Distraction Techniques and Alternative Coping Strategies (page 2)
Self-injury is sometimes used as a way of coping with negative events and feelings. It is often used as a result of not having learned how to identify or express difficult feelings in a more healthy way. Finding new ways of coping with difficult feelings can help to suppress the urges that lead to self-injury and may help in the recovery process. Focusing on identifying feelings and challenging the thoughts that lead to self-injury can be helpful. Seeking outside professional assistance or engaging in individual therapy may be a good idea as well. Stopping is easier if you can find other ways of expressing or coping with your feelings.
You can ask yourself the following questions which may help you to identify the negative feelings or situations that lead to self-injury:
- What was going on in my life when I first began to injure myself?
- How do I feel just before I want to injure myself?
- What are my habits and routines? Am I always in the same place or with a particular person when I get the urge to injure myself?
- Do I always feel the same emotion when I get the urge to injure myself?
- How can I better deal with the situations that trigger me?
You may want to keep a diary in which you write down your feelings at different times so that you can better answer these questions.
I want to stop self-injuring but I still have urges. What do I do instead?
Distract yourself or use a substitution behavior.Many report that just delaying an urge to self-injure by several minutes can be enough to make the urge fade away. One way to increase the chances of a distraction or substitution helping calm the urge to self-injure is to match what you do to how you are feeling at the moment. It may be helpful to keep a list on hand so that when you get the urge to self-injure you can go down the list and find something that feels right to you in the moment. See examples of alternatives below.
- Flatten aluminum cans for recycling, seeing how fast you can go.
- Hit a punching bag.
- Use a pillow to hit a wall, pillow-fight style.
- Bang pots and pans.
- Stomp around in heavy shoes.
- Play handball or tennis.
- Run, jump, skip, lift weights, ride your bike, swim – anything that helps you move the angry energy through and out of your body.
Feeling sad or depressed:
- Do something slow and soothing.
- Take a hot bath with bath oil or bubbles.
- Curl up under a comforter with hot cocoa and a good book.
- Baby yourself somehow.
- Give yourself a present.
- Hug a loved one or stuffed animal.
- Play with a pet.
- Make a list of things that make you happy.
- Do something nice for someone else.
- Light sweet-smelling incense.
- Listen to soothing music.
- Smooth nice body lotion into the parts of yourself you want to hurt.
- Call a friend and just talk about things that you like.
- Make a tray of special treats.
- Watch TV or read.
- Visit a friend.
Craving sensation/Feeling empty or unreal:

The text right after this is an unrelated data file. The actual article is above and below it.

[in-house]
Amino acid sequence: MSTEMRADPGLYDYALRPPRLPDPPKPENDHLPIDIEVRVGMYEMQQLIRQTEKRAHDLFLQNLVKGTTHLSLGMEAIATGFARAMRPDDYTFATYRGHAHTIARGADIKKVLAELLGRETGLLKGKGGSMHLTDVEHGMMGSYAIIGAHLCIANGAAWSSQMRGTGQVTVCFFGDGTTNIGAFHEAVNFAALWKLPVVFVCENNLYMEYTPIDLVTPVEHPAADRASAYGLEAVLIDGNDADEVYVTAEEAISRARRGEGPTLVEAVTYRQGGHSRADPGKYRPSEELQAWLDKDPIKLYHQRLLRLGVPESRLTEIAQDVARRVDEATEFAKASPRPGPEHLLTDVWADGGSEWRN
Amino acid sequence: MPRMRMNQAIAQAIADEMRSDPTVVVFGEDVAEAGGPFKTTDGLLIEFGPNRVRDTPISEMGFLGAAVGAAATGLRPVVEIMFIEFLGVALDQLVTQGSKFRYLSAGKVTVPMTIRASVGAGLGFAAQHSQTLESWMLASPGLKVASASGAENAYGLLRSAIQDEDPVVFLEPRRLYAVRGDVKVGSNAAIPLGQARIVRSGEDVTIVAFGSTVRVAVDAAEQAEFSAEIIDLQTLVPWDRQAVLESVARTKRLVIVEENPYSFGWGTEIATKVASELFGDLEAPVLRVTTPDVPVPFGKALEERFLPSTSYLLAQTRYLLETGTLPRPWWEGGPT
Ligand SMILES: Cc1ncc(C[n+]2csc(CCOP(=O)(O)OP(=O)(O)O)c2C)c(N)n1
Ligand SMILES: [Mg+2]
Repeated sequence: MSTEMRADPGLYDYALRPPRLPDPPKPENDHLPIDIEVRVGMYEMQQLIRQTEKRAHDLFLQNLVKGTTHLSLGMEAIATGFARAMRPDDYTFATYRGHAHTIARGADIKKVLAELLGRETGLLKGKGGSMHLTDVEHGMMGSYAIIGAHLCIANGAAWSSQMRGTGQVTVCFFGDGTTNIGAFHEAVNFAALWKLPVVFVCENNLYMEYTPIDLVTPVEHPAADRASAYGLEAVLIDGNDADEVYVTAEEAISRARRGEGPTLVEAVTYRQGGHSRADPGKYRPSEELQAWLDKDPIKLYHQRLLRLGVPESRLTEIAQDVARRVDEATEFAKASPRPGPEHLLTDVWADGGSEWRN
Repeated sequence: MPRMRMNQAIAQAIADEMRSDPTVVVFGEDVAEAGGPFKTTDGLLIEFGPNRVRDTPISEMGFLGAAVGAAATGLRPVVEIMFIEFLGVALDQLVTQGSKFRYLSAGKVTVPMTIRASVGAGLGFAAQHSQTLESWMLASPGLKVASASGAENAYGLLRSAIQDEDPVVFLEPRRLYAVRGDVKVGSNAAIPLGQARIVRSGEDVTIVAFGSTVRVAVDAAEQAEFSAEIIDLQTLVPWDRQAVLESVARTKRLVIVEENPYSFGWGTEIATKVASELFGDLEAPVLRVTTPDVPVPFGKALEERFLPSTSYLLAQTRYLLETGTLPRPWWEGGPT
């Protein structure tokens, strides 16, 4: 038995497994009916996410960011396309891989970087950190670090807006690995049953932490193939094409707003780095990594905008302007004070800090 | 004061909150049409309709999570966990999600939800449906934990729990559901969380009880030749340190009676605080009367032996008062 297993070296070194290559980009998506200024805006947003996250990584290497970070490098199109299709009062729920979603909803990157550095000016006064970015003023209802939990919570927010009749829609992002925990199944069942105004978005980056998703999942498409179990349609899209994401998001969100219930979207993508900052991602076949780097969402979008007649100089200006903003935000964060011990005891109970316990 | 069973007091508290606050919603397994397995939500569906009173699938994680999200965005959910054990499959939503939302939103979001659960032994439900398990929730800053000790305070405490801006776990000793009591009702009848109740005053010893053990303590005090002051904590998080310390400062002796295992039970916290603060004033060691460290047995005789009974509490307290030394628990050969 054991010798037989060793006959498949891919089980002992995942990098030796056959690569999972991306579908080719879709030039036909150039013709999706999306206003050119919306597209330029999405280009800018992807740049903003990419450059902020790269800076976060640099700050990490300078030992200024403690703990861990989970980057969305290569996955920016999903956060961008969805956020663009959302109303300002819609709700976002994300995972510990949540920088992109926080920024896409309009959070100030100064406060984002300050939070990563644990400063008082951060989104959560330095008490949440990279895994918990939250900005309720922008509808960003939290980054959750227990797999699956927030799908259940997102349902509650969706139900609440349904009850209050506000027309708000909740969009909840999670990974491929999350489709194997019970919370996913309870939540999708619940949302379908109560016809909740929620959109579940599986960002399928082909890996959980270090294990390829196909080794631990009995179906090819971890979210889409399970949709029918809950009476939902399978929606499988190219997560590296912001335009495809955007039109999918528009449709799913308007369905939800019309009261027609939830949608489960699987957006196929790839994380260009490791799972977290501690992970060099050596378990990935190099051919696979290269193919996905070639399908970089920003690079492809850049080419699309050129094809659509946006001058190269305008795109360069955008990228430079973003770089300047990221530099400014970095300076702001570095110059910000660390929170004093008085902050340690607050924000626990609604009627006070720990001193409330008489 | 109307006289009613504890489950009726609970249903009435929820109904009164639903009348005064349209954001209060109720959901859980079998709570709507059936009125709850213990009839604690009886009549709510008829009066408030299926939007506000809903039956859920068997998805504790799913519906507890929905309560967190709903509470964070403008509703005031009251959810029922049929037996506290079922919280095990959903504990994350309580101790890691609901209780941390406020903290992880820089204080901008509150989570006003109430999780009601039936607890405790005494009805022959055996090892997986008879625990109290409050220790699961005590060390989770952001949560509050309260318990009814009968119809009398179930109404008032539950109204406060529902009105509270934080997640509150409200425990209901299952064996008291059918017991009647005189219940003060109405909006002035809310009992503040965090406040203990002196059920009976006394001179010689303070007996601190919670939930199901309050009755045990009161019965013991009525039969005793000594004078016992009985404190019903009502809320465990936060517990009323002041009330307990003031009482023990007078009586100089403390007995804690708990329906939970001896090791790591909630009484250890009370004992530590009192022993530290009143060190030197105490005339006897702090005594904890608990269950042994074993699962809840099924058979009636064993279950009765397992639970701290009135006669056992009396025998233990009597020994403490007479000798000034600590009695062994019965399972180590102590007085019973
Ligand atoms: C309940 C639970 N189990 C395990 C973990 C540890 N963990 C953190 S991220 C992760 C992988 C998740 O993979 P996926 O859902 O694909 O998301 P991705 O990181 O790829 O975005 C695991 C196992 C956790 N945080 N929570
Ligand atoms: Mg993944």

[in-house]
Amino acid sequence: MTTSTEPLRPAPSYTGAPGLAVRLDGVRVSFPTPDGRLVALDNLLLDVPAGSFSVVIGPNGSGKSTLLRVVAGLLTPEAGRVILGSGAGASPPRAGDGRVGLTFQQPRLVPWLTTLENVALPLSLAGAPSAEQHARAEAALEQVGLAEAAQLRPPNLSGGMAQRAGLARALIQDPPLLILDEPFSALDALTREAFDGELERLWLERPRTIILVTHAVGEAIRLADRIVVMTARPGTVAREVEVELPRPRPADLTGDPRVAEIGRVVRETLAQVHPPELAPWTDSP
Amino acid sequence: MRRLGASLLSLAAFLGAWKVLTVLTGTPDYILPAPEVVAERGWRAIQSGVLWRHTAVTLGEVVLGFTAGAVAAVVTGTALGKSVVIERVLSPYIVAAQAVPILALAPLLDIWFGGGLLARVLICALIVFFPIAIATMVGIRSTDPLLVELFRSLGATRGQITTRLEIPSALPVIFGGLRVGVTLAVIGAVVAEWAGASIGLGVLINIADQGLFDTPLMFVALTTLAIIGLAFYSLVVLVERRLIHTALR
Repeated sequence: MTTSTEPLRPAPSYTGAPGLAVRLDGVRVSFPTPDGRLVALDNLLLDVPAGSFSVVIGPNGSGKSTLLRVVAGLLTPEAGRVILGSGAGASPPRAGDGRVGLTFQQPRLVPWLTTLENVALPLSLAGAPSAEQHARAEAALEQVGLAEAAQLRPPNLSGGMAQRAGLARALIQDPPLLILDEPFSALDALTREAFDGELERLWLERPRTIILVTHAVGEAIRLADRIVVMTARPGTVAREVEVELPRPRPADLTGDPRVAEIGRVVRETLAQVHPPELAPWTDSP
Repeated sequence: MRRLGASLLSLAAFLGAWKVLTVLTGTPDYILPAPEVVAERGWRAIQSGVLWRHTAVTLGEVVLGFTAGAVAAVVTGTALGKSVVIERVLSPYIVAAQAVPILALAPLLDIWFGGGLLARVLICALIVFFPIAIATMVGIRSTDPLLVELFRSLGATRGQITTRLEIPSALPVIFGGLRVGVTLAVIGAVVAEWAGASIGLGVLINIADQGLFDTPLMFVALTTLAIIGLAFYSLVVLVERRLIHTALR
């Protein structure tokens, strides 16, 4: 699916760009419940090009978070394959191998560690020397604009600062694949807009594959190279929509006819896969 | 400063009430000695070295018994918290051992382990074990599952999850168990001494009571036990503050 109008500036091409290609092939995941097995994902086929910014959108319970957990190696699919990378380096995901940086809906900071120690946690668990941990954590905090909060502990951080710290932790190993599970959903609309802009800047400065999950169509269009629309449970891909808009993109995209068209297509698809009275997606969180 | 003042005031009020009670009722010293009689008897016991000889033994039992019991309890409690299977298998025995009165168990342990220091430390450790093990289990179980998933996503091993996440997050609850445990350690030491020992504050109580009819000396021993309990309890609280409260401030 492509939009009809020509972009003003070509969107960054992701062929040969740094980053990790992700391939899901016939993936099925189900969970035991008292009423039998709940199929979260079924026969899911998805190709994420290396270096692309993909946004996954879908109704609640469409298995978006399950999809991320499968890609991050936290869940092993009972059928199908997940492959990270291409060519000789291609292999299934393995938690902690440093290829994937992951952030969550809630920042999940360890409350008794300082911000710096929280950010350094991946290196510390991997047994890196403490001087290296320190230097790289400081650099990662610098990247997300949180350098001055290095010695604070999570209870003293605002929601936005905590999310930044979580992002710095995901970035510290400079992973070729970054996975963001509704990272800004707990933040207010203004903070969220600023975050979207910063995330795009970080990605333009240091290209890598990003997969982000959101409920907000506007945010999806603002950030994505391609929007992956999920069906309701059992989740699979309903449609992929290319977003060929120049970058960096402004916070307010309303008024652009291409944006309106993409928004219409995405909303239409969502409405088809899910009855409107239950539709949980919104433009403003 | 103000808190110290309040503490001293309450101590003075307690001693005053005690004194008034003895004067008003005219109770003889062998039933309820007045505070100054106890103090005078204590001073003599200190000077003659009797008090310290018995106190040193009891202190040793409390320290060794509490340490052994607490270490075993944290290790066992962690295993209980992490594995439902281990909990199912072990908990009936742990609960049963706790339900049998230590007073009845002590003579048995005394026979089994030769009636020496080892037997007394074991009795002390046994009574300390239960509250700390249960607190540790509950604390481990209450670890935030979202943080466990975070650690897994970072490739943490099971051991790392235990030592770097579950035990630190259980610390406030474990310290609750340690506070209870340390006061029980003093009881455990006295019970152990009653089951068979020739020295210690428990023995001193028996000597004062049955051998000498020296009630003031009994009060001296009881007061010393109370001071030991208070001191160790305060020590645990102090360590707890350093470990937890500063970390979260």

- List the many uses for a random object. (For example, what are all the things you can do with a twist-tie?)
- Interact with other people.
- Bite into a hot pepper or chew a piece of ginger root.
- Rub liniment under your nose.
- Take a cold bath.
- Stomp your feet on the ground.
- Focus on how it feels to breathe. Notice the way your chest and stomach move with each breath.
- Do a task that is exacting and requires focus and concentration.
- Eat a raisin mindfully. Notice how it looks and feels. Try to describe the texture.How does a raisin smell? Chew slowly, noticing how the texture and even the taste of the raisin change as you chew it.
- Choose an object in the room. Examine it carefully and then write as detailed a description of it as you can.
- Choose a random object, like a twist-tie, and try to list 30 different uses for it.
- Pick a subject and research it on the web.
Feeling guilty or like a bad person:
- List as many good things about yourself as you can.
- Read something good that someone has written about you.
- Talk to someone that cares about you.
- Do something nice for someone else.
- Remember when you’ve done something good.
- Think about why you feel guilty and how you might be able to change it. PAGE
“… I made a mix of 10 happy songs I would listen to sometimes when I was rollerblading to put myself in a good mood… It was uplifting music. It was good. It was like ‘Walking on Sunshine’ and ‘It’s Raining Men’ and stuff like that. I was like, ‘Maybe I shouldn’t listen to depressing, abusive music when I’m feeling like this. Maybe I should try to get in a better mood.’” — Interviewee
Other General Distraction and Substitution Techniques:
Reach Out to Others
- Phone a friend.
- Call 1-800-DONT-CUT.
- Go out and be around people.
- Write down your feelings in a diary.
- Cry – crying is a healthy and normal way to express your sadness or frustration.
- Draw or color.
- Play a game.
- Listen to music.
- Take a shower.
- Open a dictionary and learn new words.
- Do homework.
- Dig in the garden.
- Watch a feel-good movie.
Do Something Mindful
- Count down slowly from 10 to 0.
- Breathe slowly, in through the nose and out through the mouth.
- Focus on objects around you and thinking about how they look, sound, smell, taste and feel.
- Do yoga.
- Learn some breathing exercises to aid relaxation.
- Talk to someone you trust and care about. It doesn’t matter what you talk about, just talk.
- Find a child to play with. Ask to play a game.
- Do something kind for someone.
- Think about all the details of a time or place that made you happy – remember how all of your senses felt.
- Punch pillows.
- Scream into a pillow.
- Yell or sing at the top of your lungs.
Reprinted with the permission of the Cornell Research Program on Self-Injurious Behavior.
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